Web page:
Your spinal cord is a bundle of nerves that runs down the middle of your back. It carries signals back and forth between your body and your brain. It is protected by your vertebrae, which are the bone disks that make up your spine. If you have an accident that damages the vertebrae or other parts of the spine, this can also injure the spinal cord. Other spinal cord problems include. - Tumors. - Infections such as meningitis and polio. - Inflammatory diseases. - Autoimmune diseases . - Degenerative diseases such as amyotrophic lateral sclerosis and spinal muscular atrophy. Symptoms vary but might include pain, numbness, loss of sensation and muscle weakness. These symptoms can occur around the spinal cord, and also in other areas such as your arms and legs. Treatments often include medicines and surgery. .  [from MedlinePlus]

MedGen UID:
11550
Concept ID:
C0037928
Disease or Syndrome
8.

Neuromuscular Diseases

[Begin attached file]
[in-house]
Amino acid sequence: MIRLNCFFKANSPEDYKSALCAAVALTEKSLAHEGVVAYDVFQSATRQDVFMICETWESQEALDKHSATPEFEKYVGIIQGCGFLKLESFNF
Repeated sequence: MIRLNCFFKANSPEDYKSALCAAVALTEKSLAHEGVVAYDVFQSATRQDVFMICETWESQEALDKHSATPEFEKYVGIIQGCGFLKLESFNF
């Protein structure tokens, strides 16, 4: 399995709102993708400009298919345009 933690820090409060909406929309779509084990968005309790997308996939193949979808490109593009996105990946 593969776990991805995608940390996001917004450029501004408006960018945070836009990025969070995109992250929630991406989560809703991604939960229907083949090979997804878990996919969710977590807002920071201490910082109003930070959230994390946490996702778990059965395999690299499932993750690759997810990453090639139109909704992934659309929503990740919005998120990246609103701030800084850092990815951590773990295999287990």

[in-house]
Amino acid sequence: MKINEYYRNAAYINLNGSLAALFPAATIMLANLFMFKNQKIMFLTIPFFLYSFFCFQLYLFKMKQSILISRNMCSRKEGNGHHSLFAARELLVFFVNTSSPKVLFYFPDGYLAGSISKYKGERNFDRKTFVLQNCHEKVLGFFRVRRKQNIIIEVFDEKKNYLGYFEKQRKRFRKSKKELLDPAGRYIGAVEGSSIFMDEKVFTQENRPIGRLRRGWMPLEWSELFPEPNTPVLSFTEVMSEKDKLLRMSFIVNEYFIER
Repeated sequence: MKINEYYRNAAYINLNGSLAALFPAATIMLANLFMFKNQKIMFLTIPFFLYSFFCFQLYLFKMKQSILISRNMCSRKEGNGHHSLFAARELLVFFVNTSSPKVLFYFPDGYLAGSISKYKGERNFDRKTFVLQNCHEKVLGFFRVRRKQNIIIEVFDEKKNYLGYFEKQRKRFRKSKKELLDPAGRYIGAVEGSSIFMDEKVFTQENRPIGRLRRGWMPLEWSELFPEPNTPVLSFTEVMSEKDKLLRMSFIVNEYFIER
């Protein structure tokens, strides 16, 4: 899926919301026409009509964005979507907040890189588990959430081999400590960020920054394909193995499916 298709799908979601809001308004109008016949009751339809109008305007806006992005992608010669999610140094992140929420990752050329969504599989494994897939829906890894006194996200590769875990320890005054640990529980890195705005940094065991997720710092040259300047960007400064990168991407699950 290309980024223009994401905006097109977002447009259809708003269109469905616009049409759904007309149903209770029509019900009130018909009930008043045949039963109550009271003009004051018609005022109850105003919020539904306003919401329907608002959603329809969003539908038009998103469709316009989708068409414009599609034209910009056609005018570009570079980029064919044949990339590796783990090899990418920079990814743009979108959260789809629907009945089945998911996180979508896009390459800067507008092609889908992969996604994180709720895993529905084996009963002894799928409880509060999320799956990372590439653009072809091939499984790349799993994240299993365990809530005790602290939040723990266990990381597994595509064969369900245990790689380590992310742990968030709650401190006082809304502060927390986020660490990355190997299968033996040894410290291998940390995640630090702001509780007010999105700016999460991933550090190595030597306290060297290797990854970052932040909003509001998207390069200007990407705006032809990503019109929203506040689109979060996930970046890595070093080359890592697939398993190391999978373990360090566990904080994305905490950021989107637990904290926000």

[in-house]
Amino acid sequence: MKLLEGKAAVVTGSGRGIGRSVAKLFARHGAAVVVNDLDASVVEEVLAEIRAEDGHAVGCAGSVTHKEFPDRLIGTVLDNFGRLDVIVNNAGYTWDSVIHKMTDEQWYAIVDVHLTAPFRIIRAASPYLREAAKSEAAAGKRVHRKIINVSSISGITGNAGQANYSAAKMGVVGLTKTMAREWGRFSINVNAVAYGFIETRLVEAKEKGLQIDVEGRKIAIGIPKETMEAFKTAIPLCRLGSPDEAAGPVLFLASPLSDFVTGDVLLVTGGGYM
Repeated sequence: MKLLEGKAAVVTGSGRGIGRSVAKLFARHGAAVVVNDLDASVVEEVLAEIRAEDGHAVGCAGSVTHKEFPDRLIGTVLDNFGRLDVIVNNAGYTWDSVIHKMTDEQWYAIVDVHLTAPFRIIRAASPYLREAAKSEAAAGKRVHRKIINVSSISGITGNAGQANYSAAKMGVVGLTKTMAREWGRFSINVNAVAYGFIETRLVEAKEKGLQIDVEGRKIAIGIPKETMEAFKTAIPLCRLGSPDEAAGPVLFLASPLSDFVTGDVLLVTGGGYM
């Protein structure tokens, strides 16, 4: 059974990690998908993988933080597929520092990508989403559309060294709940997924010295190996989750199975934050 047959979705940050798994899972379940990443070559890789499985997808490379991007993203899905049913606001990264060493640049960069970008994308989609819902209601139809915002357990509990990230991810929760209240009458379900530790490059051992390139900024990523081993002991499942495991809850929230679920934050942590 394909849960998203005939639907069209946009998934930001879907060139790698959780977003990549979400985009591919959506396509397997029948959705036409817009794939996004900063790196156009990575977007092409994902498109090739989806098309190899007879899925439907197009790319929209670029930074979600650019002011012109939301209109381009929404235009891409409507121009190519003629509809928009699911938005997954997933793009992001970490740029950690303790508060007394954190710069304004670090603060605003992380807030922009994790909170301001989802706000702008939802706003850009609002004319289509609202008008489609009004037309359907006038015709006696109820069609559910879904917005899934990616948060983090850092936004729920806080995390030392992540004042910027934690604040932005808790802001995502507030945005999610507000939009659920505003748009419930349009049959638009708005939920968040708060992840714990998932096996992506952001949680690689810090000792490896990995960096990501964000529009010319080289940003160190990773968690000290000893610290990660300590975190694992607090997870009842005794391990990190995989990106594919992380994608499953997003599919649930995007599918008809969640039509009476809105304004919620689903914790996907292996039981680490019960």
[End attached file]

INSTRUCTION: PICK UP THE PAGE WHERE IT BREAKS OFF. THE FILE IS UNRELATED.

Neuromuscular disorders affect the nerves that control your voluntary muscles. Voluntary muscles are the ones you can control, like in your arms and legs. Your nerve cells, also called neurons, send the messages that control these muscles. When the neurons become unhealthy or die, communication between your nervous system and muscles breaks down. As a result, your muscles weaken and waste away. The weakness can lead to twitching, cramps, aches and pains, and joint and movement problems. Sometimes it also affects heart function and your ability to breathe. Examples of neuromuscular disorders include. -Amyotrophic lateral sclerosis. -Multiple sclerosis. -Myasthenia gravis. -Spinal muscular atrophy. Many neuromuscular diseases are genetic, which means they run in families or there is a mutation in your genes. Sometimes, an immune system disorder can cause them. Most of them have no cure. The goal of treatment is to improve symptoms, increase mobility and lengthen life.  [from MedlinePlus]